Future of med-mal caps in doubt
Jan 14, 2008
Future of med-mal caps in doubt
Miami Herald, 1/14/2008
View article on Miami Herald
Five years ago, following a well-documented battle between insurance companies and patient rights groups,
Florida capped statutory damages on medical malpractice insurance awards. Recent news suggests that the future of these caps may be in jeopardy.
One Florida court ruled the caps unconstitutional; another court ruled them constitutional. The issue is expected to return to the spotlight as the cases are appealed to the state’s Supreme Court.
Medical malpractice lawsuits are declining nationwide, even in states without caps, while in Florida insurers earn record profits. It appears the medical malpractice ”crisis,” propagated by the insurance and healthcare industries’ campaign of fear, may have been vastly overstated.
Medical liability claims filed against healthcare providers continue to fall nationwide because of more patient-safety programs created by hospitals, according to a recent study by AON Corp. in conjunction with the American Society for Healthcare Risk Management. The annual report concludes the frequency and severity of hospital claims are at new lows, resulting in a loss-cost trend that is the lowest in the study’s eight-year history.
The authors of the report said that hospitals are creating patient-safety programs for emergency rooms and obstetric departments. They predict hospitals will spend less on liability judgments, and many will realize lower liability expenses in 2008.
The news that malpractice claims are diminishing nationwide is not a surprise to medical malpractice attorneys. Lawsuits involving mishandled deliveries have helped to force hospitals to focus more on fetal heart monitoring and high-risk deliveries, and improvements in the assessment of patient symptoms in emergency departments can also be traced to successful malpractice cases.
As lawyers have argued for years, the ”free market” of meritorious litigation has forced healthcare providers to react. The reduction of claims means lives are being saved and disabilities prevented, which results in a significant positive impact for our society and economy.
Additionally, a report from the Florida Office of Insurance Regulation indicates the number of claims has declined, and the state’s seven largest medical malpractice insurers (covering two-thirds of the entire market) had net income of $2.2 billion in 2006, compared to $700 million in 2005. All but one of these insurers noted a decline in the percentage of premiums allocated to claims and expenses.
The health of the market led seven new companies to enter the state’s medical malpractice insurance marketplace in 2006, and the increased competition and profitability of all of the insurers yielded a 3 percent rate reduction for the average physician in the state. In addition, four of the seven largest insurers filed to lower their rates in 2007, but some did not change their rates despite paying less in claims.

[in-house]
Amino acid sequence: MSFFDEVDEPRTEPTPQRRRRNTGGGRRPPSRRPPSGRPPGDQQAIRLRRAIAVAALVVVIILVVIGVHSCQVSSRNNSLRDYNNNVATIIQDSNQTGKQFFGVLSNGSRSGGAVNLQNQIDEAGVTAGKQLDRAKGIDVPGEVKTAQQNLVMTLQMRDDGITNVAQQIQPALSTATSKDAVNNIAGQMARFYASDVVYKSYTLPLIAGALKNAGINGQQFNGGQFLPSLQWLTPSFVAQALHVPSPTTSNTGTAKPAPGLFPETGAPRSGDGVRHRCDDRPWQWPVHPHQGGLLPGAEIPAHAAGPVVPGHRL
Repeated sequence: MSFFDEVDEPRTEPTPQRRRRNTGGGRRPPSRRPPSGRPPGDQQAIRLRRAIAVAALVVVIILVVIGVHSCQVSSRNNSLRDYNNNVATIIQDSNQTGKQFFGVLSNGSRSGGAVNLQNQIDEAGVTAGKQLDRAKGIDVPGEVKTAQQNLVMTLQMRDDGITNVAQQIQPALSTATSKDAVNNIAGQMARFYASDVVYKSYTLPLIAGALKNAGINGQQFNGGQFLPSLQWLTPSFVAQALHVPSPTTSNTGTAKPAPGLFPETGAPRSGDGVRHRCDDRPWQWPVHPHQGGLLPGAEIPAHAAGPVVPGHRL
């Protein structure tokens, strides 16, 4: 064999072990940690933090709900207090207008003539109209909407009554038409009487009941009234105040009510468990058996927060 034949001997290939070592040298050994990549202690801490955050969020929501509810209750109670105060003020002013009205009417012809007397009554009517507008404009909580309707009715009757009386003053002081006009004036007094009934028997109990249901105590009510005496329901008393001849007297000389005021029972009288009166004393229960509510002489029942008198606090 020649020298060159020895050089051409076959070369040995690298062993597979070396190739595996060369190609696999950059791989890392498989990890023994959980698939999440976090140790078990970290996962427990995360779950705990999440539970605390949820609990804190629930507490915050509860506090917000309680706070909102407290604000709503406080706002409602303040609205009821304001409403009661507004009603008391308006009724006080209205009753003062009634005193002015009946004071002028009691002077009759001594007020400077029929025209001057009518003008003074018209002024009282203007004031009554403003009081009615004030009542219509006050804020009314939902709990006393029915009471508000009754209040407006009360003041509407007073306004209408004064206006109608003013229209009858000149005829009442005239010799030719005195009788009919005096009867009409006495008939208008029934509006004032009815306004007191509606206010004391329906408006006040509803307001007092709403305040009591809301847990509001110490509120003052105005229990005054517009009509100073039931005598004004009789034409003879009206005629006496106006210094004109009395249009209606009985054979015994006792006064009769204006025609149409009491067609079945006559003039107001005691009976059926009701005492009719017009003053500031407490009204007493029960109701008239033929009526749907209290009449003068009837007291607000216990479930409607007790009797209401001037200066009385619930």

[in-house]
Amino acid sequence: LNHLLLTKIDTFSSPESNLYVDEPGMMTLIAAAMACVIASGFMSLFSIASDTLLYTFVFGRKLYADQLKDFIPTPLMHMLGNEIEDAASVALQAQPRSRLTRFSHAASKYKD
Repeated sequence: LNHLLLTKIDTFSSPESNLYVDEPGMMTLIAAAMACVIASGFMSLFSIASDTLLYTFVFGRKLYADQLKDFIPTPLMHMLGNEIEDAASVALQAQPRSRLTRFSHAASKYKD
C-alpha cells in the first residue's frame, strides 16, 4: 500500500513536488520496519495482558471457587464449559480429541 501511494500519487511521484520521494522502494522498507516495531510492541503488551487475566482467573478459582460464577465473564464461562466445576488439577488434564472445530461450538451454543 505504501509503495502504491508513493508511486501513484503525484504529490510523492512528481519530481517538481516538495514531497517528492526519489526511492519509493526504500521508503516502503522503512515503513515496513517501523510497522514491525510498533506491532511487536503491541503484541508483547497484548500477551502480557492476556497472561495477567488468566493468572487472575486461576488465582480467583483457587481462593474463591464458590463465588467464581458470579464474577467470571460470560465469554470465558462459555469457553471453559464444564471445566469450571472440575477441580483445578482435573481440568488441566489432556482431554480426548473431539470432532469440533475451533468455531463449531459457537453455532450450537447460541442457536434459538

While the medical and insurance industries along with their legions of ”Big Business” lobbyists will claim that the numbers reflect positive results of the med-mal reforms in Florida and many other states, the attorneys who represent the victims of negligent medical care understand that they truly illustrate how the caps on damages have prevented attorneys from taking on many meritorious but difficult cases.
The role of medical malpractice attorneys is to help victims of medical negligence acquire justice and recover just compensation for their pain and suffering as well as economic loss. However, the current caps on damages in Florida make it impossible for qualified lawyers to take on some of the most meritorious and severe cases.
By their very nature, these cases require expensive investigations by experts in order to determine their validity, and lawyers will refuse to take them on if they believe that the injured individual will go through the hardships and emotional toll of a trial only to receive little or nothing in return.
The caps have effectively denied many injured patients their day in court, and that has fueled the increased profits that the medical malpractice insurance companies are now enjoying.
After nearly five years of caps in Florida, the hoax of a supposed med-mal crisis based on a campaign of fear that falsely attributed the rising costs of healthcare to lawsuits has been exposed and is now starting to unravel. The caps on damages have only proven that they are able to enrich the insurance companies to the detriment of the injured, and the future of these caps in Florida and other states now appears to be very much in question.
Hector Lombana is a partner with the Coral Gables-based law firm of Gamba & Lombana P.A., which focuses on medical malpractice, commercial law and litigation.